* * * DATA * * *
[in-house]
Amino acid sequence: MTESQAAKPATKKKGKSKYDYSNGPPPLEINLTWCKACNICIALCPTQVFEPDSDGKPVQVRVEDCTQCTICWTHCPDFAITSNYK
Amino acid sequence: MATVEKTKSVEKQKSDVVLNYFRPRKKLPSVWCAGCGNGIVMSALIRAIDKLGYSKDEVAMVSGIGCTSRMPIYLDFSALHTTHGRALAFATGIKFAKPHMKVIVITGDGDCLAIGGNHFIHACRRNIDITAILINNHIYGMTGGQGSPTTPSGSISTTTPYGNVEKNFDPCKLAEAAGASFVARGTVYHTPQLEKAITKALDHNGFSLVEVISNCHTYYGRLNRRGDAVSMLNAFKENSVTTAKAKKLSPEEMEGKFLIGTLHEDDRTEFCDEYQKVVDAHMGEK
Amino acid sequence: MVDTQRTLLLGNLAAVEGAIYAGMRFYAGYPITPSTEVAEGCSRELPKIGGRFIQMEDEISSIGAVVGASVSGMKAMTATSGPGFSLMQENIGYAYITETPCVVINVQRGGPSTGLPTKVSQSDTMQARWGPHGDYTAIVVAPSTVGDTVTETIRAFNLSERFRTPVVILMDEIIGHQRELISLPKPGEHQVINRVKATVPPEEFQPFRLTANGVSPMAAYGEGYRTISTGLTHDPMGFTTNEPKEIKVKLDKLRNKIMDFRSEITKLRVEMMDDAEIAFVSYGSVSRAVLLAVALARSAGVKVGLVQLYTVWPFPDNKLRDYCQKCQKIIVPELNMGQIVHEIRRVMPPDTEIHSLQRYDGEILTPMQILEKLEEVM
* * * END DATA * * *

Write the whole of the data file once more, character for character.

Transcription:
[in-house]
Amino acid sequence: MTESQAAKPATKKKGKSKYDYSNGPPPLEINLTWCKACNICIALCPTQVFEPDSDGKPVQVRVEDCTQCTICWTHCPDFAITSNYK
Amino acid sequence: MATVEKTKSVEKQKSDVVLNYFRPRKKLPSVWCAGCGNGIVMSALIRAIDKLGYSKDEVAMVSGIGCTSRMPIYLDFSALHTTHGRALAFATGIKFAKPHMKVIVITGDGDCLAIGGNHFIHACRRNIDITAILINNHIYGMTGGQGSPTTPSGSISTTTPYGNVEKNFDPCKLAEAAGASFVARGTVYHTPQLEKAITKALDHNGFSLVEVISNCHTYYGRLNRRGDAVSMLNAFKENSVTTAKAKKLSPEEMEGKFLIGTLHEDDRTEFCDEYQKVVDAHMGEK
Amino acid sequence: MVDTQRTLLLGNLAAVEGAIYAGMRFYAGYPITPSTEVAEGCSRELPKIGGRFIQMEDEISSIGAVVGASVSGMKAMTATSGPGFSLMQENIGYAYITETPCVVINVQRGGPSTGLPTKVSQSDTMQARWGPHGDYTAIVVAPSTVGDTVTETIRAFNLSERFRTPVVILMDEIIGHQRELISLPKPGEHQVINRVKATVPPEEFQPFRLTANGVSPMAAYGEGYRTISTGLTHDPMGFTTNEPKEIKVKLDKLRNKIMDFRSEITKLRVEMMDDAEIAFVSYGSVSRAVLLAVALARSAGVKVGLVQLYTVWPFPDNKLRDYCQKCQKIIVPELNMGQIVHEIRRVMPPDTEIHSLQRYDGEILTPMQILEKLEEVM